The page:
Cheating or ‘ratting’?

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During an exam for one of the three hardest courses in my program, a student sitting behind me dropped her iPhone. All three of the proctors didn’t even flinch. Moreover, neither I nor the classmates around me reported it.

The student code of conduct and discipline outlines the types of academic misconduct as copying from classmates during exams, plagiarism and self-plagiarism and even falsifying reasons to get deferral on an assignment or exam. The consequences of committing any offence that gives you an unfair academic advantage range from repeating the course or assignment, an automatic failure, suspension, expulsion and on certain occasions, nothing at all.

Another commonplace type of cheating is having your friends use your iClickers to earn participation marks. Not only is this academic misconduct, but you and your buddy are committing academic fraud. In spite of the severity of the offence, no one gives it a second thought, let alone go as far as reporting their fellow students for abusing participation marks.

By letting the “iPhone-in-exam” incident slide, I am allowing that individual to pass the course, complete their degree without holding the full qualifications and compete for the same jobs.

The internal conflict about not reporting the aforementioned incident arises because I don’t know where to draw the line within the different types of academic misconduct. I selfishly held my tongue to protect myself since I, like many fellow students, have participated in behaviours that constitutes as academic misconduct. If I spoke out, I would be dictating that my preferred method of cheating is more moral than the student’s.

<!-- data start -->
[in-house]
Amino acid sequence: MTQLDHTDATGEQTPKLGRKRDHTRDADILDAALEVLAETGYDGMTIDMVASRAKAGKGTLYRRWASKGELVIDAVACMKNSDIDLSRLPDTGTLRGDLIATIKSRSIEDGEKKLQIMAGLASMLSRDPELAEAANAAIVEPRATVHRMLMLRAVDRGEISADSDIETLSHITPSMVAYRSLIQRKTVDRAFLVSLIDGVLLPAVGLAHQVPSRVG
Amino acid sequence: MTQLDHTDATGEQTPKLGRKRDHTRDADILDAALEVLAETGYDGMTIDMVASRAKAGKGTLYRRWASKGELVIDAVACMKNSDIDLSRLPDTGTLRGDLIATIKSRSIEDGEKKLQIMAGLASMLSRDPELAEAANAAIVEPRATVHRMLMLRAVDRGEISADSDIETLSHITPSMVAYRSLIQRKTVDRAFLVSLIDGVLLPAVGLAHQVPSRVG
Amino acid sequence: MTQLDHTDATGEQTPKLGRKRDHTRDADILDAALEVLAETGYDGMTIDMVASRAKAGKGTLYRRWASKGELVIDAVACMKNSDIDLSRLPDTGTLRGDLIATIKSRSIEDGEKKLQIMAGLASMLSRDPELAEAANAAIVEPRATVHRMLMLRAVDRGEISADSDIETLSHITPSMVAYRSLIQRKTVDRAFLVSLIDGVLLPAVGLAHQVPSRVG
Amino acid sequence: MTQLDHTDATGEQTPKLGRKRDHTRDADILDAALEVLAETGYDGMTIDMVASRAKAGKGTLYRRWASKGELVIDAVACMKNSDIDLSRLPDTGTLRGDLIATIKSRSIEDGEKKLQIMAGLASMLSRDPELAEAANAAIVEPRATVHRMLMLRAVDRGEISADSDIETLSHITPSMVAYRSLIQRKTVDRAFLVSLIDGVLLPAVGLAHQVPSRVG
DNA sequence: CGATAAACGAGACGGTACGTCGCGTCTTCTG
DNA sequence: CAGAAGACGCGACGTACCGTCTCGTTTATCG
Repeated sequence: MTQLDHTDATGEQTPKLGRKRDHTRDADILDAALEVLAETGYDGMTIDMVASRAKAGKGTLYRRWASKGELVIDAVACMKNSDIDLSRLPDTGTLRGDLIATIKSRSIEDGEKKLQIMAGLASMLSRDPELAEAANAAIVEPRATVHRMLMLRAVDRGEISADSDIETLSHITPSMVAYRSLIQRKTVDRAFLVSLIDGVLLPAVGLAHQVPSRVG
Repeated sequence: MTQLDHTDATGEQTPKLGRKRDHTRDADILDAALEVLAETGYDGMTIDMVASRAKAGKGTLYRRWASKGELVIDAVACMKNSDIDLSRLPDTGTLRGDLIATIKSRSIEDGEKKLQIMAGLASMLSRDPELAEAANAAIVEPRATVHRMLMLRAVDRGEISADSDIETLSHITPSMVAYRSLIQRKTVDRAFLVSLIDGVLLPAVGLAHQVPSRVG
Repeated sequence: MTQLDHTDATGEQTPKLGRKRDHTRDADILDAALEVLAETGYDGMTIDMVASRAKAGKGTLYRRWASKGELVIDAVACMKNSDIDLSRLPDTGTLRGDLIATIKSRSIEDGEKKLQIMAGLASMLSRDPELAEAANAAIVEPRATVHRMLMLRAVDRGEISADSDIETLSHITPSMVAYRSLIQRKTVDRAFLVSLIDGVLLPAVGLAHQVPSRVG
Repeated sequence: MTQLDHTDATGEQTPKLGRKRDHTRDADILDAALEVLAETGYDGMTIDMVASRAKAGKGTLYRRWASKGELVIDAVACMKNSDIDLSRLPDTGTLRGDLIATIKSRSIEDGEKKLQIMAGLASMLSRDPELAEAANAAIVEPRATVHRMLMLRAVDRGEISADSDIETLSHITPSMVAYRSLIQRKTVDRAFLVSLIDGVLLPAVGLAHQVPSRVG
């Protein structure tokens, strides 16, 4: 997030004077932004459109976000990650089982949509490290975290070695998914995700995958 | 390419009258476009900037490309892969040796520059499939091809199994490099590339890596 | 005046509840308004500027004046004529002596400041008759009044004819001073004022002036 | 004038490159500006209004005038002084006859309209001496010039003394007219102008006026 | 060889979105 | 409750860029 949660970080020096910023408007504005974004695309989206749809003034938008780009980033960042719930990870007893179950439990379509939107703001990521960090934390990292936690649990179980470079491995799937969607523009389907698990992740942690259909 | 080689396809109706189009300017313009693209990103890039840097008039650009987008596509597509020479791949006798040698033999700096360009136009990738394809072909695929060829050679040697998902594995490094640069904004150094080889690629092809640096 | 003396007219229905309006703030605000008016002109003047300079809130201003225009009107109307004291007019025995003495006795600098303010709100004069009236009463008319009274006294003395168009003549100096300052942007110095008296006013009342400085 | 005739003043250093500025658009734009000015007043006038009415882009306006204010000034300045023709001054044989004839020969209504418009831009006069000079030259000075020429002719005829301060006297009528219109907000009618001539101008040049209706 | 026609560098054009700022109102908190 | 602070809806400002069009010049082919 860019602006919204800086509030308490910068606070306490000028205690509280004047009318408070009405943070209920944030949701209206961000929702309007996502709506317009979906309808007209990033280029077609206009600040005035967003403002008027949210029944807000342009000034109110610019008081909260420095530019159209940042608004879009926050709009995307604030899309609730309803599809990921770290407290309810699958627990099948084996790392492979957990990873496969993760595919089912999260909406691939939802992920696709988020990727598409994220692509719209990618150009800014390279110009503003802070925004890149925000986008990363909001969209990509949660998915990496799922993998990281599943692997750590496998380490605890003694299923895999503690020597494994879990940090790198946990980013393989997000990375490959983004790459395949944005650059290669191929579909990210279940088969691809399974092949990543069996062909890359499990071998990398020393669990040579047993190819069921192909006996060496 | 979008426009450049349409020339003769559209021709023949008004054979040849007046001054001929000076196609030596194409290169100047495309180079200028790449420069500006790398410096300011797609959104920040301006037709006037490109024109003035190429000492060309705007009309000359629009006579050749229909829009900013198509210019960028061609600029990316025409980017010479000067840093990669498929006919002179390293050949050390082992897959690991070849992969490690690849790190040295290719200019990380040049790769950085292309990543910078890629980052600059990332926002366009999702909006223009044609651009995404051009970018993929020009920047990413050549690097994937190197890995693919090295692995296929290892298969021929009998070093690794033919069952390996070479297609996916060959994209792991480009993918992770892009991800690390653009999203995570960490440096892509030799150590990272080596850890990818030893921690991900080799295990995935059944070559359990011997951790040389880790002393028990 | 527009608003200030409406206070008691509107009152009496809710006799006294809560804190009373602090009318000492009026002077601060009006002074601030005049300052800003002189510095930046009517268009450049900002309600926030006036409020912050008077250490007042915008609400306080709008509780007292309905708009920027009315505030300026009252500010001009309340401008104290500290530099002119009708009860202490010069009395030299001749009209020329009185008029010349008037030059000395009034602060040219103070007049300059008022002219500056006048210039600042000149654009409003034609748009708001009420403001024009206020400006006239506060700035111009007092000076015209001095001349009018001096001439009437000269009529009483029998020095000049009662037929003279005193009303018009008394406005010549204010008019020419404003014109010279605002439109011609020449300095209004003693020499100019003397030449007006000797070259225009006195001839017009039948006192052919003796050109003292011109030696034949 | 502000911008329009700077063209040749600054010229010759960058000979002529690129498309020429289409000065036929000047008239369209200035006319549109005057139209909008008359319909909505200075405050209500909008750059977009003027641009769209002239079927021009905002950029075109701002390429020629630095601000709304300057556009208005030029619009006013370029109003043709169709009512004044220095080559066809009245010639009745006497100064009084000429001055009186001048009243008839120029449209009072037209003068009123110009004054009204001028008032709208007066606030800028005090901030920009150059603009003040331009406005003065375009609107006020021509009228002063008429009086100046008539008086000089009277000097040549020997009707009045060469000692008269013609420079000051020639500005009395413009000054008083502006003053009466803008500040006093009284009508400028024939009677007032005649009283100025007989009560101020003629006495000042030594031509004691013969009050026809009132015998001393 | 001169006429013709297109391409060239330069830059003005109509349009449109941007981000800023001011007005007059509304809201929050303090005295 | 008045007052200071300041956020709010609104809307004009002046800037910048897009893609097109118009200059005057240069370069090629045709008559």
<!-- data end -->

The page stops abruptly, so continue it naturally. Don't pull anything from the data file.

Throughout my years at Laurier, I collaborated with fellow students on difficult online assignments, helped friends and had friends help me earn undeserved iClicker marks. I even witnessed friends obtaining a doctor’s note for nonexistent conditions to escape writing a midterm. I was responsible for reporting any suspicion of cheating during the exam and I failed because I was afraid I would become the “rat” or “snitch.” Furthermore, who am I to justify my cheating and report others’? There is also an obvious element of bias where I’m more inclined to protect myself and my friends but call out strangers.

With the advent of technology and the plethora of information, finding test banks, notes from former students, textbook solutions and online assistance has been easier than ever. I like to consider these actions as fair game because everything available online and is accessible by anyone.

Learning to find answers online reflects the “real world” where we are required to constantly look up updated information.

Wilfrid Laurier University defines academic misconduct as “an attempt to unfairly gain an academic advantage.” Since everyone can find past exams, assignments and textbook solutions or notes online, there is no unfair advantage in play.

Just a few years ago in 2013, Laurier shut down two websites that hosted test banks and textbook material on business, arts and science courses. There was also an infringement on copyright laws in addition to the breach of academic integrity. I argue that because this information was so easily accessible, it does not represent an unfair academic advantage.

Cheating during an exam would be going too far because the same access to data is denied.

Using your buddy’s iClickers seems too insignificant in the grand scheme of things and not enough people understand or care about the gravity of the act.

And using the Internet to guarantee your grades on assignments is so prevalent I am publishing my confession in a student newspaper.

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